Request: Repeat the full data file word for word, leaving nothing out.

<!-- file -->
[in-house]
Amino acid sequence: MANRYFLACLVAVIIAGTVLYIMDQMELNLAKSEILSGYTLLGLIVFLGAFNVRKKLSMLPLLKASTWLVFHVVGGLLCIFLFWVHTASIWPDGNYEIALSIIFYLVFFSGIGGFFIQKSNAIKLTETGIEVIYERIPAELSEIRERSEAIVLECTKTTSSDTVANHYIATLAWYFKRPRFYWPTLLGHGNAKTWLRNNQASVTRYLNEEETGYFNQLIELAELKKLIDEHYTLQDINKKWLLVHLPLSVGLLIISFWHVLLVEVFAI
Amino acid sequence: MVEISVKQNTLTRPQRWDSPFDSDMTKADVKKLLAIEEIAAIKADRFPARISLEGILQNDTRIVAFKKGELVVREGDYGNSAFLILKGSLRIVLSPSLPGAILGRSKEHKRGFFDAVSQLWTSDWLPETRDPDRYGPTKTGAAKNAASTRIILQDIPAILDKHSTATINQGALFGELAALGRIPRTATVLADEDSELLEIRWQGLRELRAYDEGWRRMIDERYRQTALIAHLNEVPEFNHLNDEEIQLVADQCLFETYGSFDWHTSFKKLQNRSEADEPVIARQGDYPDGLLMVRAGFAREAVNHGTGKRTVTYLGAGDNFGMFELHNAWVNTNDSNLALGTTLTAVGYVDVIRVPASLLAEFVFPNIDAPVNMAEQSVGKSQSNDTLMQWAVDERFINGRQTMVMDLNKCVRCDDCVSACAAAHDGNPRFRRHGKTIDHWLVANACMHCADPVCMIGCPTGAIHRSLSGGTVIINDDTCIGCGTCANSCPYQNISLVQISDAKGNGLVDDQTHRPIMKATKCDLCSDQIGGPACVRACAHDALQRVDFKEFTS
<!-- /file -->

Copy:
[in-house]
Amino acid sequence: MANRYFLACLVAVIIAGTVLYIMDQMELNLAKSEILSGYTLLGLIVFLGAFNVRKKLSMLPLLKASTWLVFHVVGGLLCIFLFWVHTASIWPDGNYEIALSIIFYLVFFSGIGGFFIQKSNAIKLTETGIEVIYERIPAELSEIRERSEAIVLECTKTTSSDTVANHYIATLAWYFKRPRFYWPTLLGHGNAKTWLRNNQASVTRYLNEEETGYFNQLIELAELKKLIDEHYTLQDINKKWLLVHLPLSVGLLIISFWHVLLVEVFAI
Amino acid sequence: MVEISVKQNTLTRPQRWDSPFDSDMTKADVKKLLAIEEIAAIKADRFPARISLEGILQNDTRIVAFKKGELVVREGDYGNSAFLILKGSLRIVLSPSLPGAILGRSKEHKRGFFDAVSQLWTSDWLPETRDPDRYGPTKTGAAKNAASTRIILQDIPAILDKHSTATINQGALFGELAALGRIPRTATVLADEDSELLEIRWQGLRELRAYDEGWRRMIDERYRQTALIAHLNEVPEFNHLNDEEIQLVADQCLFETYGSFDWHTSFKKLQNRSEADEPVIARQGDYPDGLLMVRAGFAREAVNHGTGKRTVTYLGAGDNFGMFELHNAWVNTNDSNLALGTTLTAVGYVDVIRVPASLLAEFVFPNIDAPVNMAEQSVGKSQSNDTLMQWAVDERFINGRQTMVMDLNKCVRCDDCVSACAAAHDGNPRFRRHGKTIDHWLVANACMHCADPVCMIGCPTGAIHRSLSGGTVIINDDTCIGCGTCANSCPYQNISLVQISDAKGNGLVDDQTHRPIMKATKCDLCSDQIGGPACVRACAHDALQRVDFKEFTS